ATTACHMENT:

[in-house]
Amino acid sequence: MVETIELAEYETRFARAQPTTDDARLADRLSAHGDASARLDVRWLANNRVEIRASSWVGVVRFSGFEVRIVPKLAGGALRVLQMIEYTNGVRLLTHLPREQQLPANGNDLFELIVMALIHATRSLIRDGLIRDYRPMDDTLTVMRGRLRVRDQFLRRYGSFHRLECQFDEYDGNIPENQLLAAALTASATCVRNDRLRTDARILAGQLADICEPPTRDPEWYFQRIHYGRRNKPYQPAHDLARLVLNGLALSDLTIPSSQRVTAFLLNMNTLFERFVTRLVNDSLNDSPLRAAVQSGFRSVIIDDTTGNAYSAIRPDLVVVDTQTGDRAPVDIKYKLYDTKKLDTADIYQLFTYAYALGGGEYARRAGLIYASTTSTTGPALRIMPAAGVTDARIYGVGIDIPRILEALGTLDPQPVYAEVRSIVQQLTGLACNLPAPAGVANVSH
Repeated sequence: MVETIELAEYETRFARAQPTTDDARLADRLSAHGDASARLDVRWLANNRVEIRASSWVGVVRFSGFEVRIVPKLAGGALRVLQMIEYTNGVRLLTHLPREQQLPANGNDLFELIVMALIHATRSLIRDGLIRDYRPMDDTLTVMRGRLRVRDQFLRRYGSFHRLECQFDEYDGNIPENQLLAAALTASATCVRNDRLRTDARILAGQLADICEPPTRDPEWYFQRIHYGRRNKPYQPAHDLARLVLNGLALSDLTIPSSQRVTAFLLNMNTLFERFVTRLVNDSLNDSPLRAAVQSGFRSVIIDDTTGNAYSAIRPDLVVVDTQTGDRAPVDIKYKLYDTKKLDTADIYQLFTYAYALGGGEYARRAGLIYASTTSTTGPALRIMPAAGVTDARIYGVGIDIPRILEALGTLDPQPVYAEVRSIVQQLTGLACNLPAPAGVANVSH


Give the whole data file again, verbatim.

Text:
[in-house]
Amino acid sequence: MVETIELAEYETRFARAQPTTDDARLADRLSAHGDASARLDVRWLANNRVEIRASSWVGVVRFSGFEVRIVPKLAGGALRVLQMIEYTNGVRLLTHLPREQQLPANGNDLFELIVMALIHATRSLIRDGLIRDYRPMDDTLTVMRGRLRVRDQFLRRYGSFHRLECQFDEYDGNIPENQLLAAALTASATCVRNDRLRTDARILAGQLADICEPPTRDPEWYFQRIHYGRRNKPYQPAHDLARLVLNGLALSDLTIPSSQRVTAFLLNMNTLFERFVTRLVNDSLNDSPLRAAVQSGFRSVIIDDTTGNAYSAIRPDLVVVDTQTGDRAPVDIKYKLYDTKKLDTADIYQLFTYAYALGGGEYARRAGLIYASTTSTTGPALRIMPAAGVTDARIYGVGIDIPRILEALGTLDPQPVYAEVRSIVQQLTGLACNLPAPAGVANVSH
Repeated sequence: MVETIELAEYETRFARAQPTTDDARLADRLSAHGDASARLDVRWLANNRVEIRASSWVGVVRFSGFEVRIVPKLAGGALRVLQMIEYTNGVRLLTHLPREQQLPANGNDLFELIVMALIHATRSLIRDGLIRDYRPMDDTLTVMRGRLRVRDQFLRRYGSFHRLECQFDEYDGNIPENQLLAAALTASATCVRNDRLRTDARILAGQLADICEPPTRDPEWYFQRIHYGRRNKPYQPAHDLARLVLNGLALSDLTIPSSQRVTAFLLNMNTLFERFVTRLVNDSLNDSPLRAAVQSGFRSVIIDDTTGNAYSAIRPDLVVVDTQTGDRAPVDIKYKLYDTKKLDTADIYQLFTYAYALGGGEYARRAGLIYASTTSTTGPALRIMPAAGVTDARIYGVGIDIPRILEALGTLDPQPVYAEVRSIVQQLTGLACNLPAPAGVANVSH